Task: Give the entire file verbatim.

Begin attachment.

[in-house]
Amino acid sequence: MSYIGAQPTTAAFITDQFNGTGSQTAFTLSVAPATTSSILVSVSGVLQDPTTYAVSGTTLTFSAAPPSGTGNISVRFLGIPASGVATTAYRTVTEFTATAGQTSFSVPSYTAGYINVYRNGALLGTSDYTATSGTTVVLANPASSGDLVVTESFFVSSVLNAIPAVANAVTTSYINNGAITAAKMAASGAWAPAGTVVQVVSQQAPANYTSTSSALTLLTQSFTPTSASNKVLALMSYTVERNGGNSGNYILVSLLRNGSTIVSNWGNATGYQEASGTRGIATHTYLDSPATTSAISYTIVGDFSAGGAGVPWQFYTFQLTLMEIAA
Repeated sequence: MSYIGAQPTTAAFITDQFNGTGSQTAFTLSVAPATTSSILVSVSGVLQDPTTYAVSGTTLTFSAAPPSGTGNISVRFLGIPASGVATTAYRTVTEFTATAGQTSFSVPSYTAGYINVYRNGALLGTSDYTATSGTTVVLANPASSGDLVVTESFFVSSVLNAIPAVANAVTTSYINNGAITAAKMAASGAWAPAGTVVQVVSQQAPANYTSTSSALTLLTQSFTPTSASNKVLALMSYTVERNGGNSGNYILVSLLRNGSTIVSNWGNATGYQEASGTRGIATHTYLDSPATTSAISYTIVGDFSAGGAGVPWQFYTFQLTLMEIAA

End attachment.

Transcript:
[in-house]
Amino acid sequence: MSYIGAQPTTAAFITDQFNGTGSQTAFTLSVAPATTSSILVSVSGVLQDPTTYAVSGTTLTFSAAPPSGTGNISVRFLGIPASGVATTAYRTVTEFTATAGQTSFSVPSYTAGYINVYRNGALLGTSDYTATSGTTVVLANPASSGDLVVTESFFVSSVLNAIPAVANAVTTSYINNGAITAAKMAASGAWAPAGTVVQVVSQQAPANYTSTSSALTLLTQSFTPTSASNKVLALMSYTVERNGGNSGNYILVSLLRNGSTIVSNWGNATGYQEASGTRGIATHTYLDSPATTSAISYTIVGDFSAGGAGVPWQFYTFQLTLMEIAA
Repeated sequence: MSYIGAQPTTAAFITDQFNGTGSQTAFTLSVAPATTSSILVSVSGVLQDPTTYAVSGTTLTFSAAPPSGTGNISVRFLGIPASGVATTAYRTVTEFTATAGQTSFSVPSYTAGYINVYRNGALLGTSDYTATSGTTVVLANPASSGDLVVTESFFVSSVLNAIPAVANAVTTSYINNGAITAAKMAASGAWAPAGTVVQVVSQQAPANYTSTSSALTLLTQSFTPTSASNKVLALMSYTVERNGGNSGNYILVSLLRNGSTIVSNWGNATGYQEASGTRGIATHTYLDSPATTSAISYTIVGDFSAGGAGVPWQFYTFQLTLMEIAA